Shortly after destroying the Japanese labs, the team is re-deployed to recover Imani in Myanmar. The plane carrying Imani and Kim had been shot down. Guilt-ridden, Lian takes the team to recover her body and the viral sample Kim was carrying. Despite claims that inclement weather brought down the jet, they find evidence indicating that Aramov had bribed the Myanmar Army to shoot down the plane.
Gabe becomes frustrated with his investigation into the secret corporation Meta Global Funds, which he believes controls the Syphon Filter conspiracy. The purchase of Murakawa Industries by Meta Global was possible through Niculescu Funds, headed by international banker Mihai Niculescu. He deduces that Niculescu as the mastermind behind the conspiracy. Against Birchim's commands, Gabe brings the Agency team to the headquarters in Zurich, Switzerland. They find evidence linking Birchim to bribes, but nothing implicating Niculescu, and upload a virus to destroy all the computer records while sending them to Agency files.
Gabe conducts a solo investigation into Niculescu's Montenegro estate in a final effort to expose him. Although he did not find physical evidence, he learns of Aramov's ties to Niculescu and learns that Ivankov plans to nuke Russia.
Having learned of Ivankov's location from Mara, the Agency mobilizes to his base and prevents the missile's launch. Stone recovers an injured Alima. Ivankov is eventually killed by Gabe while attempting to escape.
Thanks to tissue and virus samples recovered by the IPCA, a vaccine for the Omega Strain virus is successfully synthesized, ending the threat with the aid of the World Health Organization. The President congratulates the IPCA and has Birchim arrested. Niculescu is killed by two anonymous gunmen as a result of his bank's sabotage. Dr. Weissenger gives a written admission that she had the recruit kill Dr. Jandran, as well as signs of mental instability before disappearing from the Agency. Lastly, Stone aims his rifle at Aramov to assassinate her on Logan's order.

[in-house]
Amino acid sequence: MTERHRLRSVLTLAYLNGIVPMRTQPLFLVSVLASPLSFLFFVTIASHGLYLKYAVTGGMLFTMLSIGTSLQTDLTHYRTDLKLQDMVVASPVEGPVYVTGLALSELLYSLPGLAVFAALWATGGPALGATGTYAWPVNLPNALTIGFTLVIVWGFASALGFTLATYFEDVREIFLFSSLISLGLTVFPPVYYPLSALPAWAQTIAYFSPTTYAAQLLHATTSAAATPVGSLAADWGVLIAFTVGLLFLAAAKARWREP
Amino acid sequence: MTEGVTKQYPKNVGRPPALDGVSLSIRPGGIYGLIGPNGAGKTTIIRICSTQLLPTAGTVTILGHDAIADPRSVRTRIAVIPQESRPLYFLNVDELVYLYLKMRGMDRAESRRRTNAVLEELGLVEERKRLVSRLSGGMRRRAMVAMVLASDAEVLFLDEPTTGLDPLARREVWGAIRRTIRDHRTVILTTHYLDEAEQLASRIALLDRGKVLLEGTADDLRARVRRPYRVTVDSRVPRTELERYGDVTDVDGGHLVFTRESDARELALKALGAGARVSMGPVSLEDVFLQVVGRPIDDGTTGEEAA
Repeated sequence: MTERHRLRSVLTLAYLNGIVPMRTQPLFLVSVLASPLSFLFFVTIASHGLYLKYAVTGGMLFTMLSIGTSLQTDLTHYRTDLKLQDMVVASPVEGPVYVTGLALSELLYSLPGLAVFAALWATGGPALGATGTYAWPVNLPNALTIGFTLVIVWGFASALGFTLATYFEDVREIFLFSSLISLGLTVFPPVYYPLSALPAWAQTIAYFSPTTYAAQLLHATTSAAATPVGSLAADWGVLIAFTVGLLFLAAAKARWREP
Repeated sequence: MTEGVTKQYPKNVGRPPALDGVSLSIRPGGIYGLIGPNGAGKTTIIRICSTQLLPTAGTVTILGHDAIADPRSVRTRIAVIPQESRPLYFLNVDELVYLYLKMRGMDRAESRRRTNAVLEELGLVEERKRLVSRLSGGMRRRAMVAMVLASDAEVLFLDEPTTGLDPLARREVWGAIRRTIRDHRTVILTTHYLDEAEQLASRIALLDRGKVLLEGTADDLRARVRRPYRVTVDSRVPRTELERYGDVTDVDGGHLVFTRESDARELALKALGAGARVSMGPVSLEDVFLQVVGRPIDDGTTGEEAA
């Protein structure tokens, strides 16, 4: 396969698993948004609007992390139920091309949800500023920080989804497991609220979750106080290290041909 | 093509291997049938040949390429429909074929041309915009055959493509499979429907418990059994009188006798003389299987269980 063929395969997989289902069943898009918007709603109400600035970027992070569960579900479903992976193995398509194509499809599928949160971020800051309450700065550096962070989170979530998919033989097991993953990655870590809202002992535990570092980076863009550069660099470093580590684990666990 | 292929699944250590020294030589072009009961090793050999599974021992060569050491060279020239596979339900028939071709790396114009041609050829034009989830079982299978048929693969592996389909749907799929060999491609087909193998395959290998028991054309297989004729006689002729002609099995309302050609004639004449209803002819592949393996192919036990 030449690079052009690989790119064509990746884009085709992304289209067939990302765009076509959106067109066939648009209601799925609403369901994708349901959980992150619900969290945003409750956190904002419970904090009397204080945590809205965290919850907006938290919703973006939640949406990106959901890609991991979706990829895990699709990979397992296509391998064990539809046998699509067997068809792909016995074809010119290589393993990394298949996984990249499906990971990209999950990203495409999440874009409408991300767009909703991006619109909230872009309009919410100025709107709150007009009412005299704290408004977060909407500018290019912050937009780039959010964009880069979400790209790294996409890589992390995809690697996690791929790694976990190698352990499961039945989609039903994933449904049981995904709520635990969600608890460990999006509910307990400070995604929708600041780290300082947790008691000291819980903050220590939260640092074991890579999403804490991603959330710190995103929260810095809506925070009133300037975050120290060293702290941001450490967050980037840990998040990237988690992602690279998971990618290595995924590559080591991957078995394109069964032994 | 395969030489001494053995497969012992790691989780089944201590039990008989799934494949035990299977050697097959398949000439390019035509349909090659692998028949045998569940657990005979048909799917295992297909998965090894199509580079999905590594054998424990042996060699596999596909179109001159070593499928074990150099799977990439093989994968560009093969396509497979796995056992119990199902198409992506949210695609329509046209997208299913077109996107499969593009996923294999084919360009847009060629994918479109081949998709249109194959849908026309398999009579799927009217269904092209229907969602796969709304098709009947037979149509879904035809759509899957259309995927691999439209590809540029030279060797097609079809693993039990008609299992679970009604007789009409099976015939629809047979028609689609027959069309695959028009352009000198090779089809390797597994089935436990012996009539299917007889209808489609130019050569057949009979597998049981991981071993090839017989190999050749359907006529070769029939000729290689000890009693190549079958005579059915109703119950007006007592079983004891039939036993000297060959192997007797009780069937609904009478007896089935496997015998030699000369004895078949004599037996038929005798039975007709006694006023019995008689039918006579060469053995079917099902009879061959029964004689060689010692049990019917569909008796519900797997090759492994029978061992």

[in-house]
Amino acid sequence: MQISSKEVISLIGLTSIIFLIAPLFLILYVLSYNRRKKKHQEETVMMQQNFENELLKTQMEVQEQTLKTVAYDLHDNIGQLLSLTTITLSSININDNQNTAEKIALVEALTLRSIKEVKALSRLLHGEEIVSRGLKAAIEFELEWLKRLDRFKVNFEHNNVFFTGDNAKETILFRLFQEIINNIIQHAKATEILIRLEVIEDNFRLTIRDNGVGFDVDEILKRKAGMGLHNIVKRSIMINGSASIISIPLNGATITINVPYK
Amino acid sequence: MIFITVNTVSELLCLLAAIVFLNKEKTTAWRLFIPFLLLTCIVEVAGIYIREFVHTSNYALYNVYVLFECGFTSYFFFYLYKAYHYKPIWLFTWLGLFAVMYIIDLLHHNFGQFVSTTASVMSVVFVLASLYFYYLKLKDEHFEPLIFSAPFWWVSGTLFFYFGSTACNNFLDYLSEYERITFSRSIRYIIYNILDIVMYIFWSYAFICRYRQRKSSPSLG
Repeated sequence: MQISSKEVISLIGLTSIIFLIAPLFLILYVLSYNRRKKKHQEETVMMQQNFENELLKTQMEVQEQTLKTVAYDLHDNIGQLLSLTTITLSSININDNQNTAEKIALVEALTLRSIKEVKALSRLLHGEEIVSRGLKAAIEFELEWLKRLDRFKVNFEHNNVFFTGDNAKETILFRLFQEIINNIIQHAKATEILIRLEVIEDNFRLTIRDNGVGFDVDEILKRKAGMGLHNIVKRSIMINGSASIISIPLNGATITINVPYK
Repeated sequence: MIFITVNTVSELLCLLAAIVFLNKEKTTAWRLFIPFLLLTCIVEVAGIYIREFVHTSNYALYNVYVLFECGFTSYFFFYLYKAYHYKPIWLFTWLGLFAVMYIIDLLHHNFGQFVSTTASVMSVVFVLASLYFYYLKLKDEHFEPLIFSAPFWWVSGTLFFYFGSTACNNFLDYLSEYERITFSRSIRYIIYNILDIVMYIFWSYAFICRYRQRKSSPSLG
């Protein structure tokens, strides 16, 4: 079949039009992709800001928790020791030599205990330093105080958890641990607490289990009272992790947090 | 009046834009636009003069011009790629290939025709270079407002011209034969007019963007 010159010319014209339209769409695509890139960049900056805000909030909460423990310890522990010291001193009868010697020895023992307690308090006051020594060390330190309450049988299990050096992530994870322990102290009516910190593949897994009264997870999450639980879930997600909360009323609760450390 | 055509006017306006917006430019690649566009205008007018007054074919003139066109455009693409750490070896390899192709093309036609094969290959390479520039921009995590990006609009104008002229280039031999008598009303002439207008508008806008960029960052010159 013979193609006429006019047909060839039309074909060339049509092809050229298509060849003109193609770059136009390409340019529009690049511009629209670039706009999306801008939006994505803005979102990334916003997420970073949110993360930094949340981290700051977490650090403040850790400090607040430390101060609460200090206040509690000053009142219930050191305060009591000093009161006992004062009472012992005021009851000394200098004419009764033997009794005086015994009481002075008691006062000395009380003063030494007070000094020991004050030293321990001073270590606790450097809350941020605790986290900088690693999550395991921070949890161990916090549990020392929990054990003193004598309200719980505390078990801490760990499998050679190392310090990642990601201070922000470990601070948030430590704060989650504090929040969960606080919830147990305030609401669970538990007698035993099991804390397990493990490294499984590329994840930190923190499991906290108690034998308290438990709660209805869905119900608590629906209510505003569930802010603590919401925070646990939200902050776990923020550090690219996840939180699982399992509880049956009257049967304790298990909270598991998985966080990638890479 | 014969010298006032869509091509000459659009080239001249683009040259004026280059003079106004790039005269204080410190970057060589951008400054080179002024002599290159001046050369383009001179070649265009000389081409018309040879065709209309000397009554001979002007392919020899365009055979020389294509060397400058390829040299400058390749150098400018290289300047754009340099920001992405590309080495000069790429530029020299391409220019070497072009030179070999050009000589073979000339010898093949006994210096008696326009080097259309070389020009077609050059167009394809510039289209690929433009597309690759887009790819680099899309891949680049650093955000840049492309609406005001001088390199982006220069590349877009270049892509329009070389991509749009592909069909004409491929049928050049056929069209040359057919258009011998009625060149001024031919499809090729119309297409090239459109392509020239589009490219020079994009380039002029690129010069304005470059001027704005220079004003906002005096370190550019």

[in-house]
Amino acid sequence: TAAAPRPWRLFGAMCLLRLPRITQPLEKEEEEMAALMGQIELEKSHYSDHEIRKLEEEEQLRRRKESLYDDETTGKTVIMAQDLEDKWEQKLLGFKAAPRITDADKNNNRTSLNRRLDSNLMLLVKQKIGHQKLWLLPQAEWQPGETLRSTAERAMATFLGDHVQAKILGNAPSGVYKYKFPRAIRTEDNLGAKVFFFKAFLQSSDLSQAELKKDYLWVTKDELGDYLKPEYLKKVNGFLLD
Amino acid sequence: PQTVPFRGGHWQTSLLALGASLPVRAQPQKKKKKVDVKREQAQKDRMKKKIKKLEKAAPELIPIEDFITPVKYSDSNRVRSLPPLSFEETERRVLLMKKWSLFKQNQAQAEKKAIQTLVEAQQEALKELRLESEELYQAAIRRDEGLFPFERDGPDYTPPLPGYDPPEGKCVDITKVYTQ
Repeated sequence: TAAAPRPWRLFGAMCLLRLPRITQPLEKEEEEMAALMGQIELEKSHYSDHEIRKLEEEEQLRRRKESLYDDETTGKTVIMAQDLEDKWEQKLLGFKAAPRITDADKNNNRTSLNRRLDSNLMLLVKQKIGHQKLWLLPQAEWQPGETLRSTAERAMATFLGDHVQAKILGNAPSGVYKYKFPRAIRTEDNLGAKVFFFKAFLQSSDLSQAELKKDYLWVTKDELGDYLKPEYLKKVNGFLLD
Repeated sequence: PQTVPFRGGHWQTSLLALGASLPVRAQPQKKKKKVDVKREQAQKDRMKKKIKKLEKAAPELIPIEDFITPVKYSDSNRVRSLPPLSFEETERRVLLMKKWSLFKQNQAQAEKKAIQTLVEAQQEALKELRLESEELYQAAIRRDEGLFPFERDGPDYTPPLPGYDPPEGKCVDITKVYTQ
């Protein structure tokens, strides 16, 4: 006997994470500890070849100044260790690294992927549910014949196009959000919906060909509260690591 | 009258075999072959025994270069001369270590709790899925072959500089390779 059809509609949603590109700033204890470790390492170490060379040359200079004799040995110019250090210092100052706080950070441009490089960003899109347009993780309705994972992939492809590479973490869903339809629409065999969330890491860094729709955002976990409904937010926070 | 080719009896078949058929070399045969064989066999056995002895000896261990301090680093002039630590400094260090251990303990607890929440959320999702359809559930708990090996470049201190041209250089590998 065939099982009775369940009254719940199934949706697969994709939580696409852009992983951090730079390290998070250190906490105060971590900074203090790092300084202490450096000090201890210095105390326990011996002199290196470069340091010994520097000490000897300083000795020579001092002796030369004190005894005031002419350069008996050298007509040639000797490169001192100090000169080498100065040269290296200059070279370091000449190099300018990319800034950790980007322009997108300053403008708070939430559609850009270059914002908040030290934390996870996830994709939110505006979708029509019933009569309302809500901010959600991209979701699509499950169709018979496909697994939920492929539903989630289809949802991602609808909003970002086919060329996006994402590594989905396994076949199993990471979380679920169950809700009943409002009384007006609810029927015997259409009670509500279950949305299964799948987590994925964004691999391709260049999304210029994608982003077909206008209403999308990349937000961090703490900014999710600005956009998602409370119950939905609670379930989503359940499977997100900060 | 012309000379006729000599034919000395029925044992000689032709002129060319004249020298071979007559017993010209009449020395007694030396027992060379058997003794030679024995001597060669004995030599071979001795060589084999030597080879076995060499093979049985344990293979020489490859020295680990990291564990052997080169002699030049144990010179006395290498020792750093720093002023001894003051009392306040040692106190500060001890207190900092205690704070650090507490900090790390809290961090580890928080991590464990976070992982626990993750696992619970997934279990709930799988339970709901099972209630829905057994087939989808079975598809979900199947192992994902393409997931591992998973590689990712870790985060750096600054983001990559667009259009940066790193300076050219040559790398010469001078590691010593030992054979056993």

In a June 2007 interview with GameSpy, franchise veteran John Garvin maintained his attachment to the game, and explained that it was originally not intended to feature a single player mode. Garvin implied that the ability to play through the campaign alone had been tacked on at the demand of parent company Sony Computer Entertainment, late into the development process, in order to broaden the game's appeal.
The first three levels of the game's campaign mode were to originally be set in Toronto, Canada, but were changed a few months before the game's release due to feedback from some Canadians who disapproved of the levels' premise, which depicted Quebecois nationalists perpetrating a terrorist attack against the Toronto subway. References to the city's name were removed, with it being renamed to the fictional U.S. city of Carthage, Michigan. Overlooked vestiges of the level as originally envisaged by the developers can still be seen in the finished game, notably pictures of the Toronto skyline, as well as a few remaining references to Canada and Toronto that were overlooked.
As of 2022, it is still possible to play The Omega Strain online.
- "GameSpy: Sony Bend Talks Syphon Filter: Dark Mirror for PS2 - Page 2". Ps2.gamespy.com. Retrieved 2012-07-02.
- Bend Studio. Syphon Filter: The Omega Strain (PlayStation 2). Sony Computer Entertainment.
- Ha, Tu Thanh (24 October 2003). "Sony deletes separatist terror attack". Theglobeandmail.com. Retrieved 27 November 2021.
- "Sony excises scenes from game after protest". The Sydney Morning Herald. 31 October 2003. Retrieved 27 November 2021.
- "Sony Deletes Terrorist Mission". Neowin.net. Retrieved 27 November 2021.
- "New Syphon Filter self-censored". Gamespot.com. Retrieved 27 November 2021.
- "CNN.com - The return of Syphon Filter - May 12, 2004". Edition.cnn.com. Retrieved 27 November 2021.
- "Syphon Filter: The Omega Strain for PlayStation 2 Reviews". Metacritic. Retrieved March 25, 2014.
- Dodson, Joe (June 9, 2004). "Syphon Filter: The Omega Strain Review". Game Revolution. Retrieved March 25, 2014.
- Gerstmann, Jeff (May 7, 2004). "Syphon Filter: The Omega Strain Review". GameSpot. Retrieved March 25, 2014.
- Lewis, Ed (April 29, 2004). "Syphon Filter: The Omega Strain Review". IGN. Retrieved March 25, 2014.